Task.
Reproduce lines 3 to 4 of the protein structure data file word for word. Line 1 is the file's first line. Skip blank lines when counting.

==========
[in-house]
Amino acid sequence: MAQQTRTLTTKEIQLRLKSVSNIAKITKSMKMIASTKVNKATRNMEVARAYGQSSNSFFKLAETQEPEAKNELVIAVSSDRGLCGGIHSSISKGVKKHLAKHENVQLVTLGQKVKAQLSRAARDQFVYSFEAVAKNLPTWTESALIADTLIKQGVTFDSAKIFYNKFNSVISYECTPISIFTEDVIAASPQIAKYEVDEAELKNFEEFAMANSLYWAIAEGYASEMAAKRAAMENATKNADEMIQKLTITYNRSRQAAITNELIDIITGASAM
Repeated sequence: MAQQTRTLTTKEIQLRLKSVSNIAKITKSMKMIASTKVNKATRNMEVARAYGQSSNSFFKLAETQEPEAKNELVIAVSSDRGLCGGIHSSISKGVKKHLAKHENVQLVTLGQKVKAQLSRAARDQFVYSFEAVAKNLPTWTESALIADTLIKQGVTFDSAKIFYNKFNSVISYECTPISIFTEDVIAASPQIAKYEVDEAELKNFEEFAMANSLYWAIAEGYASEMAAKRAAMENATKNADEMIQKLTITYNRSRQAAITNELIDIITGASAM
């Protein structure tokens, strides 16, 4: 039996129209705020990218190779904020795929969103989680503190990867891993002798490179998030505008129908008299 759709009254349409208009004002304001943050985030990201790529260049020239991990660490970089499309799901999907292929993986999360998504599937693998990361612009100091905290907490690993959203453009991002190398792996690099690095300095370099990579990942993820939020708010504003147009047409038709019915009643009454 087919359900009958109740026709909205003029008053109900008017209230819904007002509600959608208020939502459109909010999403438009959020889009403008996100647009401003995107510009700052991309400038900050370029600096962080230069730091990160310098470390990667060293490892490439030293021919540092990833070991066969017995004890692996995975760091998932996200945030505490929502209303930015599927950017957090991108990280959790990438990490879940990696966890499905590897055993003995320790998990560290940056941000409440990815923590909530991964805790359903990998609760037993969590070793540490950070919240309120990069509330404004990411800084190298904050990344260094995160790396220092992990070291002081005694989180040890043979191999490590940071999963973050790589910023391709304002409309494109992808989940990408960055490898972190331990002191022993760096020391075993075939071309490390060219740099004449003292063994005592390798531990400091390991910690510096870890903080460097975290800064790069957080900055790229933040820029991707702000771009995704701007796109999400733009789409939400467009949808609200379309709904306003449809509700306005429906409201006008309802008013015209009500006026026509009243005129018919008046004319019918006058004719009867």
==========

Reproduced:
Repeated sequence: MAQQTRTLTTKEIQLRLKSVSNIAKITKSMKMIASTKVNKATRNMEVARAYGQSSNSFFKLAETQEPEAKNELVIAVSSDRGLCGGIHSSISKGVKKHLAKHENVQLVTLGQKVKAQLSRAARDQFVYSFEAVAKNLPTWTESALIADTLIKQGVTFDSAKIFYNKFNSVISYECTPISIFTEDVIAASPQIAKYEVDEAELKNFEEFAMANSLYWAIAEGYASEMAAKRAAMENATKNADEMIQKLTITYNRSRQAAITNELIDIITGASAM
């Protein structure tokens, strides 16, 4: 039996129209705020990218190779904020795929969103989680503190990867891993002798490179998030505008129908008299 759709009254349409208009004002304001943050985030990201790529260049020239991990660490970089499309799901999907292929993986999360998504599937693998990361612009100091905290907490690993959203453009991002190398792996690099690095300095370099990579990942993820939020708010504003147009047409038709019915009643009454 087919359900009958109740026709909205003029008053109900008017209230819904007002509600959608208020939502459109909010999403438009959020889009403008996100647009401003995107510009700052991309400038900050370029600096962080230069730091990160310098470390990667060293490892490439030293021919540092990833070991066969017995004890692996995975760091998932996200945030505490929502209303930015599927950017957090991108990280959790990438990490879940990696966890499905590897055993003995320790998990560290940056941000409440990815923590909530991964805790359903990998609760037993969590070793540490950070919240309120990069509330404004990411800084190298904050990344260094995160790396220092992990070291002081005694989180040890043979191999490590940071999963973050790589910023391709304002409309494109992808989940990408960055490898972190331990002191022993760096020391075993075939071309490390060219740099004449003292063994005592390798531990400091390991910690510096870890903080460097975290800064790069957080900055790229933040820029991707702000771009995704701007796109999400733009789409939400467009949808609200379309709904306003449809509700306005429906409201006008309802008013015209009500006026026509009243005129018919008046004319019918006058004719009867």